Health · On writing · Technology

Writer’s Cramp, and more about Voice Recognition

I have a touch of writer’s cramp. I have just typed that sentence, and am typing this one too, because the Speech Recognition feature of Windows 10 has interpreted the phrase “I have writer’s cramp” in the following ways:

  • I have written square
  • Only when writer’s cramp
  • I can wreck it’s a
  • I her writings gwent
  • It happened right and can
  • I had writings cram

That’s exactly what appeared when I pronounced those four words six times in a row. The first and second lines were the most accurate. They each managed to get two of the words right. After that it seemed that my computer was playing that stupid game where people pretend to mis-hear what you say, for “comic effect”.

Back in November 2017 I also experimented with dictation, on a Mac Book Pro. I had damaged my left hand, tried typing one-handed and then found that the built-in dictation service on the Mac was good enough to save me some time. I have just reviewed my pieces from back then and hadn’t realized that five of them, one after another, were all connected. First, a note about typing one-handed, then a piece about Voice Recognition, then around a thousand words transcribed from an interview with Robert Plant on the Chris Evans Breakfast Show (which was on BBC Radio 2 at the time). The final two pieces were about the Clarence Carter recording of “Patches” (which links back to dictation software) and the concept of “Urgent Care”, which explained how I had damaged my left hand in the first place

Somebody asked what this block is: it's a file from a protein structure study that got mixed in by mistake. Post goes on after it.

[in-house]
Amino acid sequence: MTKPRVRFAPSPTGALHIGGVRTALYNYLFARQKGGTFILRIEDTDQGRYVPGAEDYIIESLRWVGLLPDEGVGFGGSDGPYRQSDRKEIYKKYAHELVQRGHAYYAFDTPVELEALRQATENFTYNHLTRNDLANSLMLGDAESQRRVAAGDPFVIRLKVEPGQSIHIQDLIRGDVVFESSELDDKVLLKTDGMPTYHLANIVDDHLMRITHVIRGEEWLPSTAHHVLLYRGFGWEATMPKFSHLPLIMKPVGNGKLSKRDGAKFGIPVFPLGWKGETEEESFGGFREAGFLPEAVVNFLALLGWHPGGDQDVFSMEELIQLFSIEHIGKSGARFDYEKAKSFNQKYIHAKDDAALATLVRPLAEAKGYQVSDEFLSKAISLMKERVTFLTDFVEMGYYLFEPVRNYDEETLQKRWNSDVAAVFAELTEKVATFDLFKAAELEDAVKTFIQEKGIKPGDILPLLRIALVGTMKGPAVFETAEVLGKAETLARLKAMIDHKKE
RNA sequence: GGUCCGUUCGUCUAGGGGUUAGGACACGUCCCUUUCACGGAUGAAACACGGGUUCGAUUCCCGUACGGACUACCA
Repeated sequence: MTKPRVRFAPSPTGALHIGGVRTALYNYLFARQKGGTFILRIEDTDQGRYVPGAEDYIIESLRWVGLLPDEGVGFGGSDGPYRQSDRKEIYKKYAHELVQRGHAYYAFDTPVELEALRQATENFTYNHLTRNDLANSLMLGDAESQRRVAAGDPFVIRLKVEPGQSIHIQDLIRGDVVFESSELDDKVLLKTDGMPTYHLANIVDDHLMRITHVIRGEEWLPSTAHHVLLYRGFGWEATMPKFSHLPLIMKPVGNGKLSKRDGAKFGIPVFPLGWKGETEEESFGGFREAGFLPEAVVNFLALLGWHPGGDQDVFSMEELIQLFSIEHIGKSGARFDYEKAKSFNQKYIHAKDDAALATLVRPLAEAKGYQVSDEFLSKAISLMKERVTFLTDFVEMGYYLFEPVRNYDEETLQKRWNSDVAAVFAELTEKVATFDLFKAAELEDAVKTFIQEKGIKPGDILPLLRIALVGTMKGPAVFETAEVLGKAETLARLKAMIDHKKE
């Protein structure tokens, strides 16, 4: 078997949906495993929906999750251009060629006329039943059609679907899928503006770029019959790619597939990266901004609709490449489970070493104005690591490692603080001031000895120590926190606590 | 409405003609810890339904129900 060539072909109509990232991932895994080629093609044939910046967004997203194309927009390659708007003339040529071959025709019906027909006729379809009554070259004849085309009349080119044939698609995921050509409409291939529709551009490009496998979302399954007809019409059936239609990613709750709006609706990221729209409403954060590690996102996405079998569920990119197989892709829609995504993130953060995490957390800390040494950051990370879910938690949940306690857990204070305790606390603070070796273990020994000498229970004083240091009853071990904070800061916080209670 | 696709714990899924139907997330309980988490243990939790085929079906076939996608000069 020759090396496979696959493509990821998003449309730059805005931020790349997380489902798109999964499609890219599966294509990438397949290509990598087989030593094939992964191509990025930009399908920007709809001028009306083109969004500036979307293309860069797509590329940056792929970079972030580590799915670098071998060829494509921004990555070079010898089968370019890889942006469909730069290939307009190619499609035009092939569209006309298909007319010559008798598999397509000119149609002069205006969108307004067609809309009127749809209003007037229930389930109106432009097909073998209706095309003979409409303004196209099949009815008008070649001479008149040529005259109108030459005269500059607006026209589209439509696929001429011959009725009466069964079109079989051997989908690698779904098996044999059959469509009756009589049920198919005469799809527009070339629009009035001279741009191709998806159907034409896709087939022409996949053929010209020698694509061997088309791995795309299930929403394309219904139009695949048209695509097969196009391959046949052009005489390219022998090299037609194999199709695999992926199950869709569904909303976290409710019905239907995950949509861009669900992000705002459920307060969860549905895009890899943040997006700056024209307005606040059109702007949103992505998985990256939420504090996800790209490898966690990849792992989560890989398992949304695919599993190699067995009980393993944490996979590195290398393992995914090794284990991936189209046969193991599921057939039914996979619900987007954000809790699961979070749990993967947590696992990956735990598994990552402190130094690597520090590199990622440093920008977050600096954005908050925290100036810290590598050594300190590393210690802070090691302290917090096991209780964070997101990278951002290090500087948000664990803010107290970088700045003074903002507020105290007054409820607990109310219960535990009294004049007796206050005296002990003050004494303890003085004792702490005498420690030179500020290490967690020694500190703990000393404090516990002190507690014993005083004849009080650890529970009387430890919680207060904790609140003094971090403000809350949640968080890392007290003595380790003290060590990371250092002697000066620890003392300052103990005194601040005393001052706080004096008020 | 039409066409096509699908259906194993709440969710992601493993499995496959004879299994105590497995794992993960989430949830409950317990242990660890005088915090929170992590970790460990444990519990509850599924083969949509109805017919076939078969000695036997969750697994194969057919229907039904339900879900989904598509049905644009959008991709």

The pain in my right hand and forearm appears to have been exacerbated by the unfamiliar experience of writing dozens of pages by hand over the last week. That’s why I’m calling it writer’s cramp. It’s a long time since I held a pen or pencil for so long to make notes. I bought my first PC in 1988, and had an electronic typewriter before that, so I have spent over 30 years using a keyboard for the bulk of my drafting and writing. Last week I wanted to record a few things the old-fashioned way, pen on paper, and it seems to have triggered the pain in my hand and forearm. I am well used to soreness in my right forearm. There might be a touch of RSI, or some carpal tunnel problems, but if so they’ve been brewing for a long time. I first felt pain in that part of my arm over 20 years ago and modified my behaviour to minimize the damage. By then I was using a mouse (no such thing with my first computer). It had probably made things worse, so I started using it with my left hand. I also stopped using a plectrum when playing guitar. In those days we were often rehearsing for 3 hours at a time. That fine-motor grip on a small piece of plastic seemed to be the biggest cause of the pains in my arm, so I started to strum open-handed.

I had hoped to dictate most of this piece, but have had to revert to typing, in shorter bursts, and with more frequent breaks than usual. I have not been able to make the Speech Recognition feature of Windows 10 recognize my words. In that piece about “Patches” (referenced further back) I noted that I have often used Clarence Carter’s words to test Voice Recognition software. Here are the opening lines of the song as dictated on the Mac Book Pro: “I was born and raised in Alabama, on a farm way back up in the woods. I was so raggedy folks used to call me patches, you know papa used to tease me about it because deep down inside he was hurt because he done all he could.“

It’s a whole different story trying to dictate in Windows 10. Instead of “I was born and raised in Alabama, on a farm way back up in the woods” I have been given the following:

  • I was born into a in Caliban corner from way back in the woods
  • Clinton is all handling in Alabama on a cone way back up in the woods
  • I was brought to an Alabama on come from way back up in the one
  • I was all Greg in Alabama on the are way back and all

I am not impressed, and have been typing through the pain.

 

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